Baker Report: Building A Thriving DeKalb

NIU President Doug Baker visits Camp Power Wednesday.
NIU President Doug Baker visits Camp Power Wednesday.

NIU is far more than a resident of the City of DeKalb – we are an engaged and enthusiastic partner in making the city a great destination.

We are woven deeply into the city’s fabric, just as the city is an inseparable part of who we are. Our institution and its hometown are inextricably linked, two drivers of an interrelated social and economic system.

Proof of this vital relationship came July 21 when I spoke at DeKalb’s State of the City event.

I was honored to join Mayor John Rey and City Manager Anne Marie Gaura on the stage at Faranda’s: Since my arrival in 2013, NIU has worked diligently with local government and not-for-profit partners throughout DeKalb County to boost economic development; safety and security; and quality of life.

A thriving community – one of my pillars of Student Career Success – is crucial to our future.

Students want to live and learn in a healthy, flourishing place; it’s something their parents look for as well. That plays into the critical areas of recruitment and retention, quickly becoming our lifeblood while we continue to face reductions in state support.

It is key to have the community play a role on our campus. Did you know that more than 40 local leaders, including the mayor, city manager and police chief, now serve as tour guides while our new parents enjoy bus trips around DeKalb during orientation?

We’ve heard from alumni parents surprised by the positive changes in their long-ago college town. We heard about one couple who are looking into buying a house here after one of the orientation tours. We heard about one mother unsure whether her son should come to NIU; the bus tour – and a conversation with the director of the beautiful and historic Egyptian Theatre – changed her mind. That’s what we like to see.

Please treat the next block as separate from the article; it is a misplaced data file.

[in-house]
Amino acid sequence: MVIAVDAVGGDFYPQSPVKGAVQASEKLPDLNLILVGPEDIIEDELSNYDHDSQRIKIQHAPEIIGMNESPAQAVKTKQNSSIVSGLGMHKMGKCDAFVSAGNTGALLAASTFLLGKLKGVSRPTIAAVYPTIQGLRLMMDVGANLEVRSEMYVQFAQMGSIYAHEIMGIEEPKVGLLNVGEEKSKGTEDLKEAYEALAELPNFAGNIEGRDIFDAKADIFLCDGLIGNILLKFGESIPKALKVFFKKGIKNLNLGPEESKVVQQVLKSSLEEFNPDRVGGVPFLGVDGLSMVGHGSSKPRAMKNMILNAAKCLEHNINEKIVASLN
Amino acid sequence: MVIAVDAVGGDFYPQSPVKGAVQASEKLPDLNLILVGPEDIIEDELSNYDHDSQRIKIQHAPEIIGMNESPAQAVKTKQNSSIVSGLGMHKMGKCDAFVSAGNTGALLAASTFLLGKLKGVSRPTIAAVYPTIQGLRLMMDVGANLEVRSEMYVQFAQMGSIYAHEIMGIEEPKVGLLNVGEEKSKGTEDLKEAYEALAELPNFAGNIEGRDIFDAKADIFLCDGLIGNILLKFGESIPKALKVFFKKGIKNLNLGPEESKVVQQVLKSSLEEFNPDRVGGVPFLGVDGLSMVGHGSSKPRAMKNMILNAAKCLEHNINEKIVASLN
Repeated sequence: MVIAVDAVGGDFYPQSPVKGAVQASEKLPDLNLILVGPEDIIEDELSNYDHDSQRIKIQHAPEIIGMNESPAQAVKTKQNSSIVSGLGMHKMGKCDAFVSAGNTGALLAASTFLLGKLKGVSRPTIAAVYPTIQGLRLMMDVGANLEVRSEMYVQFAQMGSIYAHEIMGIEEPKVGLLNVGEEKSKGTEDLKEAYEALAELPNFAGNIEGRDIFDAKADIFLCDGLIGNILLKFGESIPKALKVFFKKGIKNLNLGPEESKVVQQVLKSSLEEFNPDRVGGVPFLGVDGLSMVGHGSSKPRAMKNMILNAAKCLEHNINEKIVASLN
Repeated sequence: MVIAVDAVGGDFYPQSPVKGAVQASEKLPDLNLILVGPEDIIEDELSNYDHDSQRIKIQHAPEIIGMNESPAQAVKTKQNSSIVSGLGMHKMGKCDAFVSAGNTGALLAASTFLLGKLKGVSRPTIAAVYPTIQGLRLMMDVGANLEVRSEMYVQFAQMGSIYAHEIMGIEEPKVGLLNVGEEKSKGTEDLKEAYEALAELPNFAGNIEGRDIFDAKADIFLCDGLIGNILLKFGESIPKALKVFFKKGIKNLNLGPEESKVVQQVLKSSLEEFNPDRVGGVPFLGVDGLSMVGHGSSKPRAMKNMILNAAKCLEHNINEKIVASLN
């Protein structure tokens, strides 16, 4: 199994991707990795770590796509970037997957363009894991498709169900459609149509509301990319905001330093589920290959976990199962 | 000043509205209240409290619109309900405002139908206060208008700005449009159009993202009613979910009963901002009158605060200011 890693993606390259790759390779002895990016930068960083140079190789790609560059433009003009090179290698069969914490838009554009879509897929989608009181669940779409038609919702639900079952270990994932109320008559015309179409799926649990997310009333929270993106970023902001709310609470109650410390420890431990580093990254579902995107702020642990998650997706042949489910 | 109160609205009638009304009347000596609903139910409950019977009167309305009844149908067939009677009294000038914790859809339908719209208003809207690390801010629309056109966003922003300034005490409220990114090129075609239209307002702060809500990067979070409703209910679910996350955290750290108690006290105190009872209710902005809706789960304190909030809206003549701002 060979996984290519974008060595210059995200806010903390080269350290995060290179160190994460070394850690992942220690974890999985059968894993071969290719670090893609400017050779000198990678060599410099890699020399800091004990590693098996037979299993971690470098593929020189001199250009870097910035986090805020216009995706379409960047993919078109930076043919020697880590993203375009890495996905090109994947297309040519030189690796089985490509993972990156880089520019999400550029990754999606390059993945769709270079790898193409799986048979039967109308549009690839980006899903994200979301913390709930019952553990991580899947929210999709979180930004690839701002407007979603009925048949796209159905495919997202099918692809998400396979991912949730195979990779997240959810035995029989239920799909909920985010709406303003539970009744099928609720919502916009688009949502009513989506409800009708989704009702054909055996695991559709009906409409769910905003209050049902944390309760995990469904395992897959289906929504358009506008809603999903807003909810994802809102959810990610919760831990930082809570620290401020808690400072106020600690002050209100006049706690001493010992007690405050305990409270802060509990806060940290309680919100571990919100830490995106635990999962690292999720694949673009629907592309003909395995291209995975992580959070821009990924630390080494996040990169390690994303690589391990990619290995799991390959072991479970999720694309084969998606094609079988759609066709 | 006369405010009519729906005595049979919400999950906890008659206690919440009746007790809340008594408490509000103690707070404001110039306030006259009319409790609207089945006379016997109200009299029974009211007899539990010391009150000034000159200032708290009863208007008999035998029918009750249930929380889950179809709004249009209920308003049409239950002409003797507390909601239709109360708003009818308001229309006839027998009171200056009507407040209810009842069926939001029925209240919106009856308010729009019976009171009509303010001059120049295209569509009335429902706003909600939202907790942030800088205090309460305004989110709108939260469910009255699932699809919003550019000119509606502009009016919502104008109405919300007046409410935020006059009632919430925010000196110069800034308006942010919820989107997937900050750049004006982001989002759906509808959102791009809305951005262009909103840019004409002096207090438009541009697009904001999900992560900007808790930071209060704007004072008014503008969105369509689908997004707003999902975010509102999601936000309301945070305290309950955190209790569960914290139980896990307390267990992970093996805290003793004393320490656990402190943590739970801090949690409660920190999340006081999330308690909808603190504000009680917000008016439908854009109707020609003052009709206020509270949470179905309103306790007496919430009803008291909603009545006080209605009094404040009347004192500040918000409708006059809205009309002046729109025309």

New NIU parents take a bus tour of DeKalb.
New NIU parents take a bus tour of DeKalb.

A strong DeKalb also offers an accessible, hands-on learning environment – vital to our ability to provide engaged learning experiences to our students.

Students in our Community Leadership and Civic Engagement major, for example, gain more than important career preparation through internships. They’re also leaving this town a better place than they found it – a hallmark of this socially conscious generation.

Baker and CLCE major Jessica Sandlund spoke Tuesday at the DeKalb State of the City event.
Baker and CLCE major Jessica Sandlund addressed the State of the City.

And hopefully, graduates, once immersed in the local communities, will want to stay and become long-term members of the area. This week, I had a conversation with two NIU police officers who did just that.

Or course, our faculty, staff and future colleagues also desire a good place to call home and raise families.

I’m excited by DeKalb’s new and collaborative strategic planning process, so much so that we are hosting one of the community conversations about it next Monday. You’ll hear more from me in the future about what DeKalb is doing to create a sense of vibrancy and attraction, and how our students will benefit.

Together forward,

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